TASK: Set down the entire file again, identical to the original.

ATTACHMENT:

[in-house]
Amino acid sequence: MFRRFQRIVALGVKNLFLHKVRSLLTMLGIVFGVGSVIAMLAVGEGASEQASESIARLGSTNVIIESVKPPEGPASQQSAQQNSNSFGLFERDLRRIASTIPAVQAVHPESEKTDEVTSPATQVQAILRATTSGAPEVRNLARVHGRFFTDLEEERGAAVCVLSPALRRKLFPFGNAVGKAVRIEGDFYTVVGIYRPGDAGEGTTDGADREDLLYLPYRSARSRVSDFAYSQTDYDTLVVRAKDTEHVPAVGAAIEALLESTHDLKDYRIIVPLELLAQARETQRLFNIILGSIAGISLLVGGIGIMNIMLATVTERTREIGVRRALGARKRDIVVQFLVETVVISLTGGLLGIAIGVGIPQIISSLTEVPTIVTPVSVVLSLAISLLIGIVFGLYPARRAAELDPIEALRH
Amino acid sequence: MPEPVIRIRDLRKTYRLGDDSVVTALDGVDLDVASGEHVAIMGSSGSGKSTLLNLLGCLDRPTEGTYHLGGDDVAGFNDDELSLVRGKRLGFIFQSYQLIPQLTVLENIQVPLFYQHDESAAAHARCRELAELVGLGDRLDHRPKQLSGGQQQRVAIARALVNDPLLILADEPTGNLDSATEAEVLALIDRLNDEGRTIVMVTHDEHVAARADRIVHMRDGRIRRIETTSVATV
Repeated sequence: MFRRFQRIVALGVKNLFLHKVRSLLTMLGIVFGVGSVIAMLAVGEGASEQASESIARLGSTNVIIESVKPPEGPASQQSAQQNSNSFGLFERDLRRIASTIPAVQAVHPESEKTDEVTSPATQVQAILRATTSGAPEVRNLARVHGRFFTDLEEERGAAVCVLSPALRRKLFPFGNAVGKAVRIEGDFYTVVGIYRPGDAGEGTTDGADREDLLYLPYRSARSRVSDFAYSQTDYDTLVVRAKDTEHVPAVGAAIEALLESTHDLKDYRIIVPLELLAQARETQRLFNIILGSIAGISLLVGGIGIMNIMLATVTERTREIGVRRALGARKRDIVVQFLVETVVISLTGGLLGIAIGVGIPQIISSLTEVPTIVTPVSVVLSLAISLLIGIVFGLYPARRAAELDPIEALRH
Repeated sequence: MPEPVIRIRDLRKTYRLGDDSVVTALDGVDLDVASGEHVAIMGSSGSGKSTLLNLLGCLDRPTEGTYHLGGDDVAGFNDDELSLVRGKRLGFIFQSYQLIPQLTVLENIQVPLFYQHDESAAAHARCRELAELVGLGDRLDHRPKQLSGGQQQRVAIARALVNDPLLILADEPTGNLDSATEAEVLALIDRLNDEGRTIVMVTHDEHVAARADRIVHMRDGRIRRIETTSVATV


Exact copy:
[in-house]
Amino acid sequence: MFRRFQRIVALGVKNLFLHKVRSLLTMLGIVFGVGSVIAMLAVGEGASEQASESIARLGSTNVIIESVKPPEGPASQQSAQQNSNSFGLFERDLRRIASTIPAVQAVHPESEKTDEVTSPATQVQAILRATTSGAPEVRNLARVHGRFFTDLEEERGAAVCVLSPALRRKLFPFGNAVGKAVRIEGDFYTVVGIYRPGDAGEGTTDGADREDLLYLPYRSARSRVSDFAYSQTDYDTLVVRAKDTEHVPAVGAAIEALLESTHDLKDYRIIVPLELLAQARETQRLFNIILGSIAGISLLVGGIGIMNIMLATVTERTREIGVRRALGARKRDIVVQFLVETVVISLTGGLLGIAIGVGIPQIISSLTEVPTIVTPVSVVLSLAISLLIGIVFGLYPARRAAELDPIEALRH
Amino acid sequence: MPEPVIRIRDLRKTYRLGDDSVVTALDGVDLDVASGEHVAIMGSSGSGKSTLLNLLGCLDRPTEGTYHLGGDDVAGFNDDELSLVRGKRLGFIFQSYQLIPQLTVLENIQVPLFYQHDESAAAHARCRELAELVGLGDRLDHRPKQLSGGQQQRVAIARALVNDPLLILADEPTGNLDSATEAEVLALIDRLNDEGRTIVMVTHDEHVAARADRIVHMRDGRIRRIETTSVATV
Repeated sequence: MFRRFQRIVALGVKNLFLHKVRSLLTMLGIVFGVGSVIAMLAVGEGASEQASESIARLGSTNVIIESVKPPEGPASQQSAQQNSNSFGLFERDLRRIASTIPAVQAVHPESEKTDEVTSPATQVQAILRATTSGAPEVRNLARVHGRFFTDLEEERGAAVCVLSPALRRKLFPFGNAVGKAVRIEGDFYTVVGIYRPGDAGEGTTDGADREDLLYLPYRSARSRVSDFAYSQTDYDTLVVRAKDTEHVPAVGAAIEALLESTHDLKDYRIIVPLELLAQARETQRLFNIILGSIAGISLLVGGIGIMNIMLATVTERTREIGVRRALGARKRDIVVQFLVETVVISLTGGLLGIAIGVGIPQIISSLTEVPTIVTPVSVVLSLAISLLIGIVFGLYPARRAAELDPIEALRH
Repeated sequence: MPEPVIRIRDLRKTYRLGDDSVVTALDGVDLDVASGEHVAIMGSSGSGKSTLLNLLGCLDRPTEGTYHLGGDDVAGFNDDELSLVRGKRLGFIFQSYQLIPQLTVLENIQVPLFYQHDESAAAHARCRELAELVGLGDRLDHRPKQLSGGQQQRVAIARALVNDPLLILADEPTGNLDSATEAEVLALIDRLNDEGRTIVMVTHDEHVAARADRIVHMRDGRIRRIETTSVATV